Sculpture group illustrating the desire for political change, and how this desire motivated the Chartist movement. The three groups take their titles from the motto of the Chartist convention: 'Union, Prudence, Energy':
A fourth, smaller, sculpture shows an open book with three birds flying out of the book. This group has texts. On banderoles over the wings of the upper bird:
- Union (The Ideal City) - a man and a woman carry a model of Newport surrounded by dancing children. The group refers to the physical appearance of Newport: "The children dance through the space underneath the model, which is a reminder of the many tunnels and fly-overs that weave their way in, around, under and through the land on which Newport is built."
- Prudence (Still Life). Two figures representing the arts, commerce and industry which have played an important part in the fortunes of Newport both in the past and present.
- Energy (Apotheosis). Three recumbent figures arranged in strata like the soil, they lie seemingly crushed but they form the foundation from which the spirit of Chartism, represented by the flying figures, sprang.
union prudence energy union prudence energy
union prudence energy by christopher kelly
On the pages of the open book:
Newport Borough Council
C'llr Rosemary Butler
– Mayor of Newport
C'llr Harry Jones
Leader of the Council
Union (The Ideal City)
Prudence (Still Life)
Chartism was a working class movement for political reform in Britain between 1838 and 1848. The six main aims of the movement were in the People's Charter of 1838:
When their petition was refused, many advocated the widespread use of force as the only means of attaining their aims. One of the actions was the Newport Rising on 4 November 1839, when somewhere between 1,000 and 5,000 Chartist sympathisers, including many coal-miners, most with home-made arms, led by John Frost, marched on the town of Newport intent on liberating fellow Chartists who were reported to have been taken prisoner in the town's Westgate Hotel.
- A vote for every man twenty-one years of age, of sound mind, and not undergoing punishment for crime.
- The secret ballot. - To protect the elector in the exercise of his vote.
- No property qualification for members of Parliament - thus enabling the constituencies to return the man of their choice, be he rich or poor.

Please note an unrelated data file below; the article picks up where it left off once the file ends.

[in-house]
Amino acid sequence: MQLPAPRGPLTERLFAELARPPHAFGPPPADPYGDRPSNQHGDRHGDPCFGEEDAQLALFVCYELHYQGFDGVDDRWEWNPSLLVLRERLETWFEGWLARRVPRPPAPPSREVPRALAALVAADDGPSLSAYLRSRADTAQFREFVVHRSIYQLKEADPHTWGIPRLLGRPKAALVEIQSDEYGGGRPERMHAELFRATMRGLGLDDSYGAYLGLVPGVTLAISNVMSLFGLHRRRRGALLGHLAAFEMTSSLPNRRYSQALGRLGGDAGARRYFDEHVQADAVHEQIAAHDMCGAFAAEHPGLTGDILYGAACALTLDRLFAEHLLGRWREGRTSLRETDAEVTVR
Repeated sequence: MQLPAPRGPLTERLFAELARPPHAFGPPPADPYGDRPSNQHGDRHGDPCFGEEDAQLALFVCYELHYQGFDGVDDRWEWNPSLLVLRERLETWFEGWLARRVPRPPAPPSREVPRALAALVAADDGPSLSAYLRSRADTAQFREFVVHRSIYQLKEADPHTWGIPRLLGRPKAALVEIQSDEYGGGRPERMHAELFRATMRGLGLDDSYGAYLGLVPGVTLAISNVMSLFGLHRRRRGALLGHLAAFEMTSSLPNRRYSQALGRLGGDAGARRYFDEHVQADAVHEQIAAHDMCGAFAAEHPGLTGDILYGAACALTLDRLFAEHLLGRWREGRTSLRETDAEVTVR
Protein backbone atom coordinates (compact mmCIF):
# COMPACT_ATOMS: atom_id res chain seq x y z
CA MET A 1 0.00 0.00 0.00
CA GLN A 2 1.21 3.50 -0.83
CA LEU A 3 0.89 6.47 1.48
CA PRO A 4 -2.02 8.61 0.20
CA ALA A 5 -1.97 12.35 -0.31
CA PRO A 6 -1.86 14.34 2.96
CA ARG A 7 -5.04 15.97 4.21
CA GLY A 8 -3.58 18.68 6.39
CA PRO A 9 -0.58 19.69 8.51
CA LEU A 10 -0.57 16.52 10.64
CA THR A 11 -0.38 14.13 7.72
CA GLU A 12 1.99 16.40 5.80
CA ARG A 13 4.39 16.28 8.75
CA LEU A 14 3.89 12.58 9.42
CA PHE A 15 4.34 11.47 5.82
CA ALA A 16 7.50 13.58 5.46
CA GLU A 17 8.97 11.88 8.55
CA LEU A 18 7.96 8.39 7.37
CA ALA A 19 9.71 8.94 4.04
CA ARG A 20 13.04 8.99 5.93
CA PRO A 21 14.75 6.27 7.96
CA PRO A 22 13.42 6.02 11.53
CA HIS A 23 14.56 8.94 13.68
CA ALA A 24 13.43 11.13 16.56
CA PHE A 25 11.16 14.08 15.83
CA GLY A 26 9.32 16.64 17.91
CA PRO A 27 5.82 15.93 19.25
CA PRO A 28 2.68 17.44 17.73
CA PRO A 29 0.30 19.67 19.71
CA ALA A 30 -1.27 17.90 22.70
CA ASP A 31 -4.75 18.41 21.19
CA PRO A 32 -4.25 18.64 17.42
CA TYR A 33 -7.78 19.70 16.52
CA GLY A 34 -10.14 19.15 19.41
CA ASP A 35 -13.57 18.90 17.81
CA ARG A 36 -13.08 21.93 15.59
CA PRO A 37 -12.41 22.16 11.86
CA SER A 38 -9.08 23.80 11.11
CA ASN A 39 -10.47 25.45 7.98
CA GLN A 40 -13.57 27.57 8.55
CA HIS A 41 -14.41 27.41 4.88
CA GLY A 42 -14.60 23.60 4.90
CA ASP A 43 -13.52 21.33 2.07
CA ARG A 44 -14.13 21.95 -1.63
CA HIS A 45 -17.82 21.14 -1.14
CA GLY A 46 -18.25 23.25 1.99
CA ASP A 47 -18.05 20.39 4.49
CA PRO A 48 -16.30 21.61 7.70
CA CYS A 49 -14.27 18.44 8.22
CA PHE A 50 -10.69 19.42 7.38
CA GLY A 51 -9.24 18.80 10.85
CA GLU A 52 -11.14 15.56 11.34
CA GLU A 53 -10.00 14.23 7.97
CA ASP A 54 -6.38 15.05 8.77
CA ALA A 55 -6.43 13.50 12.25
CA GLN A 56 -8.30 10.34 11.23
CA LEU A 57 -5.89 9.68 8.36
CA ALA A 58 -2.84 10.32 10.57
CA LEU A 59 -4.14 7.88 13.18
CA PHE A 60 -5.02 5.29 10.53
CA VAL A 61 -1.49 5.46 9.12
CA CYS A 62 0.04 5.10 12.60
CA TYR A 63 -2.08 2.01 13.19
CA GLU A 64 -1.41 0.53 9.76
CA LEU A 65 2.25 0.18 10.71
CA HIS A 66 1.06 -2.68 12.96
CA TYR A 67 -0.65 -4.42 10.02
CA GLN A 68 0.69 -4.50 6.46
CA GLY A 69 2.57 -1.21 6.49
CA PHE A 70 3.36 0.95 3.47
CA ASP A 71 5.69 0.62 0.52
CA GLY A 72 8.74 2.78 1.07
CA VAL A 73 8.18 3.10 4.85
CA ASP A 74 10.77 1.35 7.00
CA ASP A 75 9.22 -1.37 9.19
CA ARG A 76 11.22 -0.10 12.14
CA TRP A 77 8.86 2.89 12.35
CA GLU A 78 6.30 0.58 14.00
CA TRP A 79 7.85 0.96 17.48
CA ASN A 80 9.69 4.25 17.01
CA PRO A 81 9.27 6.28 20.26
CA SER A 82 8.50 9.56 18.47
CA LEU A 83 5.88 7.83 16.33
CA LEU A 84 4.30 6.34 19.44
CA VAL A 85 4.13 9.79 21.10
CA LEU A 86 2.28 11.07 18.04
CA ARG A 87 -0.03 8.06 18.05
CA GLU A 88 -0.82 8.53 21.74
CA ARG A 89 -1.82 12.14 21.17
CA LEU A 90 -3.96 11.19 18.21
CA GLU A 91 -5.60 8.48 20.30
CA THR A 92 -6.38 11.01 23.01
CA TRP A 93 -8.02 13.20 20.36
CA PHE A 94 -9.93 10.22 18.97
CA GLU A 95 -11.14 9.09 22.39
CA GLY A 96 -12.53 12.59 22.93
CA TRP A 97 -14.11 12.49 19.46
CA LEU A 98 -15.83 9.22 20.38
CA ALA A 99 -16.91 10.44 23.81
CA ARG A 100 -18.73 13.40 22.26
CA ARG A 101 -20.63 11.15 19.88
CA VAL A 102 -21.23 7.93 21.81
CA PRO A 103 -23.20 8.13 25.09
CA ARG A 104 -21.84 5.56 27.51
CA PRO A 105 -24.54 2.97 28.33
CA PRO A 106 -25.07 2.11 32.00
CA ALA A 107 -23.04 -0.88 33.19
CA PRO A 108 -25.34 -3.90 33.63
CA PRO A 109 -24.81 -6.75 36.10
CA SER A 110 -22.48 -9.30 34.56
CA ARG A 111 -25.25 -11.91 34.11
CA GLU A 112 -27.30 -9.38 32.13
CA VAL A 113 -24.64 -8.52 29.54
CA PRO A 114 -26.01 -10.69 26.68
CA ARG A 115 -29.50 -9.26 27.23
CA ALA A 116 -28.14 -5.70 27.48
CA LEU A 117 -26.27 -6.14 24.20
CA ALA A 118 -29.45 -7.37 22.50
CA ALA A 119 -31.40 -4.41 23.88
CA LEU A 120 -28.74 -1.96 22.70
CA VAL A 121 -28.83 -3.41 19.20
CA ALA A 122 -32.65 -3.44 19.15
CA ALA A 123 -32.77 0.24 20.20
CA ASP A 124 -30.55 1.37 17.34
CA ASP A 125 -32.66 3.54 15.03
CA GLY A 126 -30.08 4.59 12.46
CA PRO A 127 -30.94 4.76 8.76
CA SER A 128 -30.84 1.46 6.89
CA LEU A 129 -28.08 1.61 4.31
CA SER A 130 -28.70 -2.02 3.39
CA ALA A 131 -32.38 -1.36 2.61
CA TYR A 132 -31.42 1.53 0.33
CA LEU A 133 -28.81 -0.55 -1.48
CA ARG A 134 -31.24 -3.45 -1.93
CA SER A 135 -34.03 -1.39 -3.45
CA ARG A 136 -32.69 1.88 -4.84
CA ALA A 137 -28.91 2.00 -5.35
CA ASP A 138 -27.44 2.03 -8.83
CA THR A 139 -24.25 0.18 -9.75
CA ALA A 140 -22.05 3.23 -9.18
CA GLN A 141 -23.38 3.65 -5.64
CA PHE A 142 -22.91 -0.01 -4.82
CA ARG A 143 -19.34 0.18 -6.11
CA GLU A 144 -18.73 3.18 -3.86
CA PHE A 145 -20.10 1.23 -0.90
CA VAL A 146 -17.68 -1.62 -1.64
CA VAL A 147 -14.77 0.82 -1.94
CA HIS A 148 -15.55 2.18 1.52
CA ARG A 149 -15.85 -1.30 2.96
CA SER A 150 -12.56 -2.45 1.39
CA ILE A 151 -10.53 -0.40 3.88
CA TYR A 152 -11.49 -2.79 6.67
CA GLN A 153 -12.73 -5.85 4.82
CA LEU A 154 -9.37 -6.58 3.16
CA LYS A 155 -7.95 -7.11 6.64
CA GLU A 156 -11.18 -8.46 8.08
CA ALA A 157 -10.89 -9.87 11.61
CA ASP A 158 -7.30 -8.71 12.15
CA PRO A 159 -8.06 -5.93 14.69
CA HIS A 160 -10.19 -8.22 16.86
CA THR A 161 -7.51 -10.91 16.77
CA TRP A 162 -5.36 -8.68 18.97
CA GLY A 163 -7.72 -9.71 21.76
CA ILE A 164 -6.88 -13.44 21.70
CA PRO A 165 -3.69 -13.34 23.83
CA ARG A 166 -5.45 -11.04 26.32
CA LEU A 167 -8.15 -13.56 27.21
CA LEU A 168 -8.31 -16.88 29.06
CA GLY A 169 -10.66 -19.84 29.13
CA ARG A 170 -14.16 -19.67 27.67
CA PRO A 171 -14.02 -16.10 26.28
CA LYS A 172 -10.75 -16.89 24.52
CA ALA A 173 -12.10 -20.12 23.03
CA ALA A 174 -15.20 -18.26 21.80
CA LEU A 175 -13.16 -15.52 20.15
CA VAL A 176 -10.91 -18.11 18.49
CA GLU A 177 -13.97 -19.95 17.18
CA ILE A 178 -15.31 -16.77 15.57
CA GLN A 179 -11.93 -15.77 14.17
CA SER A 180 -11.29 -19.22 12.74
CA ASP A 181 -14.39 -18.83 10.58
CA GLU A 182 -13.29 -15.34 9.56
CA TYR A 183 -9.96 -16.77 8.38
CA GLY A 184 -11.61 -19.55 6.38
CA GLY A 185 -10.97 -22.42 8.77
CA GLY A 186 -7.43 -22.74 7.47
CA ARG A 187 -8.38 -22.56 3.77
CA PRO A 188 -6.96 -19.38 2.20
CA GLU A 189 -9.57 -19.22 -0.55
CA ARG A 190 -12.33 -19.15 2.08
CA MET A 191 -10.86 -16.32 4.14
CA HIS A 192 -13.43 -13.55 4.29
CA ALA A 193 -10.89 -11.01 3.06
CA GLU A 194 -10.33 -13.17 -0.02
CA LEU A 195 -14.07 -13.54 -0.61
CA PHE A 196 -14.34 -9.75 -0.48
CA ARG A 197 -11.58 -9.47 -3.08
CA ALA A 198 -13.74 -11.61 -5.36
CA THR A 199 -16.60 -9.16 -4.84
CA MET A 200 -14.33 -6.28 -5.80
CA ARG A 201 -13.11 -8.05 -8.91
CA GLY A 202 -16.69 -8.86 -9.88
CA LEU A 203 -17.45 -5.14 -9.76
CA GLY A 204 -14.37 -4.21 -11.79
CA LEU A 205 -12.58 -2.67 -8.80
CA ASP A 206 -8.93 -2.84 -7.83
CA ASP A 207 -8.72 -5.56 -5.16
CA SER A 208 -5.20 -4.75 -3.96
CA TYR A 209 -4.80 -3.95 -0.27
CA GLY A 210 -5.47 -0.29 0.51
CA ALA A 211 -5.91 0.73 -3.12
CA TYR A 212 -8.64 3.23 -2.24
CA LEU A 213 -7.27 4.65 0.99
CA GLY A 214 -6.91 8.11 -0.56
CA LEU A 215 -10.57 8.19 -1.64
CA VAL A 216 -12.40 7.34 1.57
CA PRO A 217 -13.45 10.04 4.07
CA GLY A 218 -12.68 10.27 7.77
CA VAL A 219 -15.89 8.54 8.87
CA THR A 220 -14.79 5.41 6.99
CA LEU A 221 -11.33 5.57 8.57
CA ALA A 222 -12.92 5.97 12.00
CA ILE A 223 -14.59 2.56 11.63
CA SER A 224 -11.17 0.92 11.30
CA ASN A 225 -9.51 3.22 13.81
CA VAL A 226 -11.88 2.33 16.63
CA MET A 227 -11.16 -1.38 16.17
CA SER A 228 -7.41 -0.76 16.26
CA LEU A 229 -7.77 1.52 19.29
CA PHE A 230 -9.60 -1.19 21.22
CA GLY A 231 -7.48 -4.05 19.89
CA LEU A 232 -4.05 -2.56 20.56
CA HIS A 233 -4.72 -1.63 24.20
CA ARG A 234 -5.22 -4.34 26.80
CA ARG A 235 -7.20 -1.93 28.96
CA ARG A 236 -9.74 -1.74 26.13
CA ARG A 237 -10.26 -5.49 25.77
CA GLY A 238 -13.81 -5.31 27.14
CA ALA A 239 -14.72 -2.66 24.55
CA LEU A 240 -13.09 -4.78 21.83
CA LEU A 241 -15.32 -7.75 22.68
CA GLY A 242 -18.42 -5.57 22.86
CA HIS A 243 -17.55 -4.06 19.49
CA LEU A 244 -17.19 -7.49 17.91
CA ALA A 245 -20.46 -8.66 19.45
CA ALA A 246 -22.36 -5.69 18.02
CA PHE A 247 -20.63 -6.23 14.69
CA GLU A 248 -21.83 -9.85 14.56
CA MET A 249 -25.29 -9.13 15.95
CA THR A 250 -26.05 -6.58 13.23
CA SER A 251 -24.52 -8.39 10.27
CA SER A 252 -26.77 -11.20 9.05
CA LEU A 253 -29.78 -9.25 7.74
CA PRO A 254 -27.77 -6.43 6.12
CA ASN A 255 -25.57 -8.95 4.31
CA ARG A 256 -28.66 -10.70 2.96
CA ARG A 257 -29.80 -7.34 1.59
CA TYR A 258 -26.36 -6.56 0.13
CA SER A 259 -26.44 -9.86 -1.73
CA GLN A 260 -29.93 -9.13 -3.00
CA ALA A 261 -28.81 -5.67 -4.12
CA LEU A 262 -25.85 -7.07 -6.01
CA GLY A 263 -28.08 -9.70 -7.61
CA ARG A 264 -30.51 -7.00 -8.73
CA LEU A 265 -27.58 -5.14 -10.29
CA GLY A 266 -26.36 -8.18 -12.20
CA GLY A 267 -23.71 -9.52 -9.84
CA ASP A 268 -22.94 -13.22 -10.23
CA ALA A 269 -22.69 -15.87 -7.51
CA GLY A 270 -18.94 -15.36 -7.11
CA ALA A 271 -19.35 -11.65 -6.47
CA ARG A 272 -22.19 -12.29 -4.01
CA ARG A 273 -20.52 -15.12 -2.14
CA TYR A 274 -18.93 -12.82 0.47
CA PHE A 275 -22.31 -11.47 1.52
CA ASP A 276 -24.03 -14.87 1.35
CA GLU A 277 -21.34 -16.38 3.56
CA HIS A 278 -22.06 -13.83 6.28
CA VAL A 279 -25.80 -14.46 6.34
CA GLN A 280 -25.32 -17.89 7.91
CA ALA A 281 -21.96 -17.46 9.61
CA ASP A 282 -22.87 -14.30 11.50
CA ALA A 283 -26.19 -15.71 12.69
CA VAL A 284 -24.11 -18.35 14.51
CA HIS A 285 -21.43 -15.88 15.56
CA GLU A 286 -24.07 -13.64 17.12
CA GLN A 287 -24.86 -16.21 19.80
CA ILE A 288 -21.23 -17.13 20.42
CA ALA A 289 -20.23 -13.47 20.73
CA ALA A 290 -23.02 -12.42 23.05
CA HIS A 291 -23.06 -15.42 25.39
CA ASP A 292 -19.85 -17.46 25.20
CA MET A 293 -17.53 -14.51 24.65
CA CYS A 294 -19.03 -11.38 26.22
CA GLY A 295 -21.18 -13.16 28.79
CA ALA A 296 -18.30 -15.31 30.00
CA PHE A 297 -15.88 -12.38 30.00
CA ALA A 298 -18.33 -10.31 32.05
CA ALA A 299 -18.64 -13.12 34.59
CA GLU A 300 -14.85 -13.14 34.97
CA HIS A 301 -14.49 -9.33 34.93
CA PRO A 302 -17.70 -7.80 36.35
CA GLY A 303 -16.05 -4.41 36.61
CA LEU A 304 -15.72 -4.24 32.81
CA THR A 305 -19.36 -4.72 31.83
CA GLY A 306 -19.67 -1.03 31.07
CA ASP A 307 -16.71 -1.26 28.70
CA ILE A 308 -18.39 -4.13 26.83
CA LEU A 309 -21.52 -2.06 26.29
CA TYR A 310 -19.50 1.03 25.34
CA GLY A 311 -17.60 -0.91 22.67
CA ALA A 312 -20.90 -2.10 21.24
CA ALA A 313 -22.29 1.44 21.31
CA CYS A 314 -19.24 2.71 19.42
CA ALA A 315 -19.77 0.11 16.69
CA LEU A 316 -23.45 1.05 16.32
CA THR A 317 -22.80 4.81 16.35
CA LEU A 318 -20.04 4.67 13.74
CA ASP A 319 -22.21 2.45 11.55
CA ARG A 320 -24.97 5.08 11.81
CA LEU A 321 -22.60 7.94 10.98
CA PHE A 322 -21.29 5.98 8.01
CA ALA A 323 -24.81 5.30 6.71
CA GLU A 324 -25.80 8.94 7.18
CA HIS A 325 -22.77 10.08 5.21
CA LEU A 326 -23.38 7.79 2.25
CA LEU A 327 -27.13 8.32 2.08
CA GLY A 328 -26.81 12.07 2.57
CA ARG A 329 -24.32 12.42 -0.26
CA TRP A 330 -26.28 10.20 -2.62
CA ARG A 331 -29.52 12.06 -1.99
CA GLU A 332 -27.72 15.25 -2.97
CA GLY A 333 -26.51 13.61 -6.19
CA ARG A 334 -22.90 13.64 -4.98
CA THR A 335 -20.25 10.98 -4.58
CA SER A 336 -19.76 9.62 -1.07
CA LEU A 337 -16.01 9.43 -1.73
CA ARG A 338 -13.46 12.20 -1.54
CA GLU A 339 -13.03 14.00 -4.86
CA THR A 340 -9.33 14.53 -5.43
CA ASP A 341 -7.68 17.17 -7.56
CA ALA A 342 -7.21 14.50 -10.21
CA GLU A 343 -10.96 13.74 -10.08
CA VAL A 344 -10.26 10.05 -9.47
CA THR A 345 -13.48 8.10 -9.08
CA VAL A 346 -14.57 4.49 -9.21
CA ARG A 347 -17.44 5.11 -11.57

- Payment of members, thus enabling an honest tradesman, working man, or other person, to serve a constituency, when taken from his business to attend to the interests of the Country.
- Equal Constituencies, securing the same amount of representation for the same number of electors, instead of allowing small constituencies to swamp the votes of large ones.
- Annual parliaments, thus presenting the most effectual check to bribery and intimidation, since though a constituency might be bought once in seven years (even with the ballot), no purse could buy a constituency (under a system of universal suffrage) in each ensuing twelve-month; and since members, when elected for a year only, would not be able to defy and betray their constituents as now.
See further Wikipedia at Chartism and Newport Rising
newport boroug council
[coat of arms]
This Plaque marks the inauguration of the
Improvement Works to Westgate Square and the
Unveiling of the Chartist Commemorative Sculpture
on 28th January 1991 by
Councillor Harry G Jones
The Worshipful the Mayor of Newport
[plan of the monument]
Funded by Newport Borough Council and the Welsh Development Agency
with support from the Welsh Arts Council
- Christopher Kelly, British sculptor (Biography).
Sources & Information
Location (N 51°35'16" - W 2°59'47")
Item Code: gbwa007; Photograph: 23 July 2012
Of each statue we made photos from various angles and also detail photos of the various texts.
If you want to use photos, please contact us via the contact form (in Dutch, English or German).
© Website and photos: René & Peter van der Krogt